• use a road mapping workshops (working with PO, Dev, Marketing, Support, Sales, …)
Company goals and business goals feed the product roadmap. 
Economical data is input for the product strategy and influences the product roadmap too. 
Based on the product roadmap the backlog is feed.
Use hospitation for new product owners to learn about the products in your company. 
Consider the magic triangle – costs, scope, time (and fixed quality). Only 2 of 3 can get fixed.
Use the nice roadmap template and put the goal (ask WHY) in the middle to derive features and metrics.
You can manage roadmap dependencies by checking all roadmaps and move parts in roadmaps accordingly. (Bottom up approach).
Using the top down approach you derive product roadmaps from a common goal.

There is now silver bullet/best way to apply product management.
The product backlog contains the WHAT to build, the sprint backlog the HOW to build it.
Use the sprint review to gather feedback from your stakeholders how to continue with your product development.
Consider the product life cycle when structuring your backlog. 
In the experimental, high growth area consider having compact backlogs with high change awareness and adaptability – less details and more experiments. 
The bigger the backlog the more you can trap to the tendency to avoid applying changes to the backlog.
Later on you can have backlogs with more details and expect fewer changes. 
Use time and scope metrics to clean the backlog frequently.
It’s better to have multiple teams/a team building one product and pulling from one product backlog instead of having a team pulling from multiple backlogs. 
If necessary at least minimize focus switching and focus on one product per sprint.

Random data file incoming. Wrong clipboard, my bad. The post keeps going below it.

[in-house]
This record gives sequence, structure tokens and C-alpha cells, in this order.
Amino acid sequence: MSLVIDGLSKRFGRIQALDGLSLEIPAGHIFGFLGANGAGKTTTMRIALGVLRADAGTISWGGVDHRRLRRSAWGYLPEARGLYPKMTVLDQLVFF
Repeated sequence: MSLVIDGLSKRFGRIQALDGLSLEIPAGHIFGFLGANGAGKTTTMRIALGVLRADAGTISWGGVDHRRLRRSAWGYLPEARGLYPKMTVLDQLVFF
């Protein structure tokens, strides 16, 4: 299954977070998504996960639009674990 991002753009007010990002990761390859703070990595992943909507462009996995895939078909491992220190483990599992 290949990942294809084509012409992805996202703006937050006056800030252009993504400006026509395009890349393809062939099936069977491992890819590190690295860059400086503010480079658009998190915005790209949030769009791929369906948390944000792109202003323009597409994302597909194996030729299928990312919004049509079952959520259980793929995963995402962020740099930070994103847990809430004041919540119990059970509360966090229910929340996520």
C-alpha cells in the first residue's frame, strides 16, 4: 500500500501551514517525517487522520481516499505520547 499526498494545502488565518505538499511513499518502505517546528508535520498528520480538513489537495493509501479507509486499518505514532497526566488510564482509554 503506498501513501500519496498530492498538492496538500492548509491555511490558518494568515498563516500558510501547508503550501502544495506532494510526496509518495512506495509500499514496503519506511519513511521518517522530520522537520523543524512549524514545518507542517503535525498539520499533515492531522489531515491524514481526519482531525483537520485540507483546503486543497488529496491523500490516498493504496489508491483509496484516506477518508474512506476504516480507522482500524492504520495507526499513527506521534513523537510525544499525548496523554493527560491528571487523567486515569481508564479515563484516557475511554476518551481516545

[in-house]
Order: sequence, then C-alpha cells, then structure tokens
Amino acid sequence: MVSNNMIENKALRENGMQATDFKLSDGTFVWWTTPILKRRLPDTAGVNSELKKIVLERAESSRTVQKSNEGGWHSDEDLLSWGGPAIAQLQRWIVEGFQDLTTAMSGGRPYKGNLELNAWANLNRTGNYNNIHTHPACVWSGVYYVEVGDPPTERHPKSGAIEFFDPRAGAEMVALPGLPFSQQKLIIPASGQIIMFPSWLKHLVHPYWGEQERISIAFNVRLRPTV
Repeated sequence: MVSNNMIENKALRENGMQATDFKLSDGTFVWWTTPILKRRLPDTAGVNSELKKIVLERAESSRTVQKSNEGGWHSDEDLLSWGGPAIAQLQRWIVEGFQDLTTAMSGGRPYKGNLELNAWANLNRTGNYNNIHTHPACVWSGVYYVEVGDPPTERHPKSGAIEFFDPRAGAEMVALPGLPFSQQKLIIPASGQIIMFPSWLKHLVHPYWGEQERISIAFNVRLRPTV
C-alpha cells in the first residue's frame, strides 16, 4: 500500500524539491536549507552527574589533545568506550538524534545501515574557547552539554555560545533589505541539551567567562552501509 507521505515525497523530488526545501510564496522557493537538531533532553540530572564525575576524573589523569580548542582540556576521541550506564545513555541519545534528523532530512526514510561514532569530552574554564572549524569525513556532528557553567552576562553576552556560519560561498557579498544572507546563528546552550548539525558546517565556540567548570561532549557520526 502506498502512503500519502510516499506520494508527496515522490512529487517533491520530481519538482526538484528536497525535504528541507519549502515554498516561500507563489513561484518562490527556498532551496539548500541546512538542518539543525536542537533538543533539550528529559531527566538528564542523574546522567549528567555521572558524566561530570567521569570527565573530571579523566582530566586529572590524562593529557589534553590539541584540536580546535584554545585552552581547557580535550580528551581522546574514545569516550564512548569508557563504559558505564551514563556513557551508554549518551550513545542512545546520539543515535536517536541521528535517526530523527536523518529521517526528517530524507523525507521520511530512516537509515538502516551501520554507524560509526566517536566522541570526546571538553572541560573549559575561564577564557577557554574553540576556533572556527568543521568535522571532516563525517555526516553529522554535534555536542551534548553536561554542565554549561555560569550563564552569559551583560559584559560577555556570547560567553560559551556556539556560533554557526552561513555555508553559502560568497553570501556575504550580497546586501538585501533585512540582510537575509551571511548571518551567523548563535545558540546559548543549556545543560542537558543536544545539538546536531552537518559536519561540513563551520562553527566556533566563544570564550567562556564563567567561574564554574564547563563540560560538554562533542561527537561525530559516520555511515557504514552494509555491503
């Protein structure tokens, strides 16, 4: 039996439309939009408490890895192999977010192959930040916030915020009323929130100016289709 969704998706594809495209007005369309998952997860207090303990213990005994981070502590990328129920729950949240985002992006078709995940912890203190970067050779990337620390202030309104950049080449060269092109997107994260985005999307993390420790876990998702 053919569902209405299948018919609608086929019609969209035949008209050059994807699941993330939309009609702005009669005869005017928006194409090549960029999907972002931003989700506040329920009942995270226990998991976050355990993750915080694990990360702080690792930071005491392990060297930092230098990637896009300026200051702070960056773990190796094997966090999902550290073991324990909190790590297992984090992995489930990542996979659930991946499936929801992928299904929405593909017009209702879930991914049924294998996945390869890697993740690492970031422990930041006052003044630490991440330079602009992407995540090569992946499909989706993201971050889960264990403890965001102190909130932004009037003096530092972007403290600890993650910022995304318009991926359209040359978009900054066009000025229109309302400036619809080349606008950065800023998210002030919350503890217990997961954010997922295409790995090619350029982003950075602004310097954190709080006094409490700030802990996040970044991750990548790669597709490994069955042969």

Use the curve of nescience for prioritization and match it to your product life cycle. Are you aiming for rapid learning or optimization and feature completeness?
Adress risks early and consequently.
Consider 4 different ways for gathering feedback and product backlog refinement.
1) Traditional (in Scrum) short after sprint review and retrospective. Usually the time period is to short to proper adjust your backlog
2) Introduce a backlog workshop after review+retros to include feedback changes
3) Do the backlog workshop later on when product data is available.
4) Use instant backlog adjustments based on fast deployments and live software. Your review becomes more a status/project sync.

PO – meet your users at least once per quarter!
Embed UX in your teams and aim for team stability and autonomy. 
Before starting with your Scrum environment proper initiate. Ask:
  • What are your users?
  • Needs/Goals/Roadmap?
  • Architectural sketch…
  • Personas
  • Technology.
Apply Sprint 0’s.
Use Personas – user models, user stereotypes:
  • fictitious
  • realistic
  • represent a user group
  • based on user/market research

Use the nice persona template mapping naming/picture, details and the goal. To the point using one A4 sheet, start with the goal.

Use one main persona (oriented on the major goal). Use personas to drive your stories.

As <Persona.Name> I would like to <What> to achieve <Persona.Goal>. 

Top down from persona to story.

Technical stories can by done via API descriptions or UML diagrams and do not need the story template format.

Should be created and maintained by the architect or technical knowledgable team member). Input by the architecture model.

PO – Why, Dev – Build the great product, ScrumMaster ensure process success.

Consider 4 product aspects:

  • functionality (by user stories), 
  • non functional areas (acceptance criteria or constraint stories), 
  • interactions (story boards, story map, scenarios, workflow), 
  • visual designs (sketches, screenshots, mockups)
Thanks Roman for your great input, your patience and great answer to a lot of questions. It was really an experience!